Does the Foreign Secretary believe that it is proper for a British passport to be allocated, not on clearly established criteria which everybody can understand, but on the basis of the accumulation of a number of points allocated on a subjective basis to the arbitrarily chosen number of 50,000 people placed in a queue? How will the 50,001st person in that queue feel, and how will others feel? Far from improving confidence, as the Foreign Secretary claims that he wishes the system to do, it will arouse doubt and uncertainty because no one will be sure whether he or she qualifies until the laborious process has been completed.

If the scheme is embodied in an Act, a Labour Government, on coming to office, will examine how far it has gone and how it has worked—[Interruption.]

A Labour Government will not be bound to continue it, but first we shall seek to prevent such a scheme from becoming law. We shall oppose legislation which is not only elitist and discriminatory but which, in our view, is wrong in principle.

The right hon. Gentleman began by saying that we could be in no doubt about the position of the Opposition. It is perfectly true that we are in no doubt about what they are against. As he said, the Opposition have made it clear that they are against the right hon. Member for Yeovil (Mr. Ashdown), who argued wrongly that everyone who had a United Kingdom dependent territories passport should be given the right of abode.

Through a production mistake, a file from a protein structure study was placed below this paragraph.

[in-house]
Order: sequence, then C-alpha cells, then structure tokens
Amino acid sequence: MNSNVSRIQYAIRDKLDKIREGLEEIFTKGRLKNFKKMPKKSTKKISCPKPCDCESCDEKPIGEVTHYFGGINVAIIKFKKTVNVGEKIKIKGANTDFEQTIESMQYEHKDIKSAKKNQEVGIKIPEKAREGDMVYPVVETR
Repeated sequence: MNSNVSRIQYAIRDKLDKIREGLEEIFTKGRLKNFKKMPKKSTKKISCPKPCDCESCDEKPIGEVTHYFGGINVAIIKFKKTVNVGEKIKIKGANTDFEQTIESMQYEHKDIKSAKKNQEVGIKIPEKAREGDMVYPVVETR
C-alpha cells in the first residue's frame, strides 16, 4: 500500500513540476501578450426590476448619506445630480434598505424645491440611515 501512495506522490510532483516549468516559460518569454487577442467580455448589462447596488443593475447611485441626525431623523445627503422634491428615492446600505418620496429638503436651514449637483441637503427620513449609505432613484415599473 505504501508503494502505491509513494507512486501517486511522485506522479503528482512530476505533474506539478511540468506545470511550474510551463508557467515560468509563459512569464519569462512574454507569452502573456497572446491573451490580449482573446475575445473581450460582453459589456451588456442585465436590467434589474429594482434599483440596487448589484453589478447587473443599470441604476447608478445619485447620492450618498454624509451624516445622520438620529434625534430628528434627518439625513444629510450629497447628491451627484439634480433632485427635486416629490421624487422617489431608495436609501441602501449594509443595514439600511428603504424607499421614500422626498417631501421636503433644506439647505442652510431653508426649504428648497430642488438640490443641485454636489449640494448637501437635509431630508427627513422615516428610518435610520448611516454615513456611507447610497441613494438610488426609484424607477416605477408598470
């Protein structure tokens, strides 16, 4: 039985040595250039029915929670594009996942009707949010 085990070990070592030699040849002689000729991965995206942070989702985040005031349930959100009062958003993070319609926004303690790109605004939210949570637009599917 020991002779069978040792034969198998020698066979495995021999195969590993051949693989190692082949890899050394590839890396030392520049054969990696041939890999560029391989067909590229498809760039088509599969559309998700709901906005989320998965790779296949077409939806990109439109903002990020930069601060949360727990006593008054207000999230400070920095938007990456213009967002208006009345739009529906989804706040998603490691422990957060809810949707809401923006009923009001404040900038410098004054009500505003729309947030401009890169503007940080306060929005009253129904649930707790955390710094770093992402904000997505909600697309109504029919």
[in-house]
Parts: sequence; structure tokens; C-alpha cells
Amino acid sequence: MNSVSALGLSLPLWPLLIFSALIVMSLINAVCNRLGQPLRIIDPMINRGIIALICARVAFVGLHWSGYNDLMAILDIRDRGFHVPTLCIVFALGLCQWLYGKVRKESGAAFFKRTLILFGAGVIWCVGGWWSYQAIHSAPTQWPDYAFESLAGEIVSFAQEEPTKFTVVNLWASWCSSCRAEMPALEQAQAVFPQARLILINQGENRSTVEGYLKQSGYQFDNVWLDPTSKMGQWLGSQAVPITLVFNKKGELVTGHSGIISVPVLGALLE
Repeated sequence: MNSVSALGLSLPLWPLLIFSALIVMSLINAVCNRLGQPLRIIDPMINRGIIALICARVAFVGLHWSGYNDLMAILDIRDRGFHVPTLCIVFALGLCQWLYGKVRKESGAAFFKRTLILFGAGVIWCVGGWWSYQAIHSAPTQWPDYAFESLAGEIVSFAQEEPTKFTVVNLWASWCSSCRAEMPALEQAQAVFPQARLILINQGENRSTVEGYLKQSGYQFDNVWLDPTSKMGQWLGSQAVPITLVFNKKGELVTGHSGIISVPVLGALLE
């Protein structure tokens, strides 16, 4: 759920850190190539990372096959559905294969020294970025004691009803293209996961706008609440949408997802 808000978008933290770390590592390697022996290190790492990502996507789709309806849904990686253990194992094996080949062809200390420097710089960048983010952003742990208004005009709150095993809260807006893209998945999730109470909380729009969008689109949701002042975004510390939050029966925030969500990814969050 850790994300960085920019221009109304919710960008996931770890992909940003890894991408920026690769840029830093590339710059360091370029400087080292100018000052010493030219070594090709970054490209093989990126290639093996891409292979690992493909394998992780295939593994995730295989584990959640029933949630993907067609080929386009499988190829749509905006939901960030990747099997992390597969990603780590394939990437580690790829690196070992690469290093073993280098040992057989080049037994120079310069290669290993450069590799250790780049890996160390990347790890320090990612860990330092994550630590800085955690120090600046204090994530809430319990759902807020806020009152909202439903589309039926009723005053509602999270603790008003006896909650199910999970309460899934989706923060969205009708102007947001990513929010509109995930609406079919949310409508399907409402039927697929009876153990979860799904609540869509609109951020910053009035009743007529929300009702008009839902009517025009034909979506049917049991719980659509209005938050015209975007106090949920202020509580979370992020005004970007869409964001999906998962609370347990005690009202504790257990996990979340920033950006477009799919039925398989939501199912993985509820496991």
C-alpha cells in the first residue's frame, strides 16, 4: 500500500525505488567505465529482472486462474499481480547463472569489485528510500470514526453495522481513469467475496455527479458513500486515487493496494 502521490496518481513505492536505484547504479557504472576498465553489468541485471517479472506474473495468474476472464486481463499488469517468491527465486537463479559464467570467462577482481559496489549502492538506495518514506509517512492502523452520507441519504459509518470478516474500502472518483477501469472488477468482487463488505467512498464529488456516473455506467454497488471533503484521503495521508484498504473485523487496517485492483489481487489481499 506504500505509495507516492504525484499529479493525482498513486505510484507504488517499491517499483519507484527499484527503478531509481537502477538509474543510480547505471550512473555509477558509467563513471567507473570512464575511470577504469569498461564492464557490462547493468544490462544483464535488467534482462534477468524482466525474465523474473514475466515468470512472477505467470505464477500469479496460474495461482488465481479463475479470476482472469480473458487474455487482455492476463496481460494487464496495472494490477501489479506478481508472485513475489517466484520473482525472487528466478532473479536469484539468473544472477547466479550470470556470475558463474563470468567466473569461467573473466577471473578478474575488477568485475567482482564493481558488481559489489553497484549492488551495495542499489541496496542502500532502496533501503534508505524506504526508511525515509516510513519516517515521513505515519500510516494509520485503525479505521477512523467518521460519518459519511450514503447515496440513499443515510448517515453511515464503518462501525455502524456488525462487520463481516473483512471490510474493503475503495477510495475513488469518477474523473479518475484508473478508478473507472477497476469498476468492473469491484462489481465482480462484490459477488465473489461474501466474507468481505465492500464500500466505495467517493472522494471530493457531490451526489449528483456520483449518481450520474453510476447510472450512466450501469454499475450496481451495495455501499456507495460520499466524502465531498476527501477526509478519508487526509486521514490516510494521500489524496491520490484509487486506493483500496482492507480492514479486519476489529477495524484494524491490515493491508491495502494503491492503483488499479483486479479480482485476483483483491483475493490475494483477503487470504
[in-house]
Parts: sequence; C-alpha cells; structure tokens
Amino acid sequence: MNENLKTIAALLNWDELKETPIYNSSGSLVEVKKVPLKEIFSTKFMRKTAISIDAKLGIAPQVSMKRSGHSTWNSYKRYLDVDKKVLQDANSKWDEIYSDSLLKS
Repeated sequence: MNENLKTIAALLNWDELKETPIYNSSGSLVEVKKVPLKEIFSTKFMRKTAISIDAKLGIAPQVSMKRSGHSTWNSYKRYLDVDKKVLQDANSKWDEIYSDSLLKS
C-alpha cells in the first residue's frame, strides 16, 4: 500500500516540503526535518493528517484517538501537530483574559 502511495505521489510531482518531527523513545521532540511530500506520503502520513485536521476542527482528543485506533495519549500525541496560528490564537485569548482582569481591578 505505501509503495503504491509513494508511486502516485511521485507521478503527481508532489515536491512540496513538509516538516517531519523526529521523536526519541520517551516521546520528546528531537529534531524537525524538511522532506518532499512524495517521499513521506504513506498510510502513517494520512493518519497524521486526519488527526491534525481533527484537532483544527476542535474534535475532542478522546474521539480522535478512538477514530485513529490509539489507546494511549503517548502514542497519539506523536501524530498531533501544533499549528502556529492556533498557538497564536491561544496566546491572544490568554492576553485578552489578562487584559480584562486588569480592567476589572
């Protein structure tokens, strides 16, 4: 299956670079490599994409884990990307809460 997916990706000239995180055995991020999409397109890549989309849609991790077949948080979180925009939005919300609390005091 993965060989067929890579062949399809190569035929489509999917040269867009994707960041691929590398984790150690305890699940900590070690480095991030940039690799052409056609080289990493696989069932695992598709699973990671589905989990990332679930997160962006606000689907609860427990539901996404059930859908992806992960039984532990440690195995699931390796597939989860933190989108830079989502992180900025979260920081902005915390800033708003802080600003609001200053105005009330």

The right hon. Gentleman has said that he is against categories, but I am not sure what he is in favour of. He must know, because he has visited Hong Kong, the overwhelming feeling not only in the public service but in the private sector that unless there is a scheme of this sort—of course they would like the numbers to be bigger—the lifeblood will gradually drain out of Hong Kong.

People in key positions in Hong Kong—the right hon. Gentleman entirely neglected the private sector, which was absurd—are telling their employers that they want to stay. They say that their homes, positions and lives are in Hong Kong, but that they want some sense of assurance: if they belonged to a French company, the French would give them a French passport, but as they work for a British company they have no such assurance.

My right hon. Friend the Home Secretary and I have not been bashing out this difficult matter. It has been worked out between the main Departments for many months and it has involved different people. Some newspapers today said that I had won the argument; some said that I had lost it. The point is that we have eventually worked out what we believe to be the most sensible balance between our desire for good race relations and harmony in our cities—that leads us to reject the SLD proposal—and our strong feeling that the House and the Government have a continuing duty of responsibility to the people of Hong Kong.

The scheme involves a points system, and no one pretends that it will be easy to devise or administer it. The right hon. Gentleman will have plenty of opportunities as the Bill goes through the House to examine how the points system will operate, but basically assurances will be given to no more than 50,000 heads of households. Some of those assurances will be held back, for the obvious reasons that I have explained.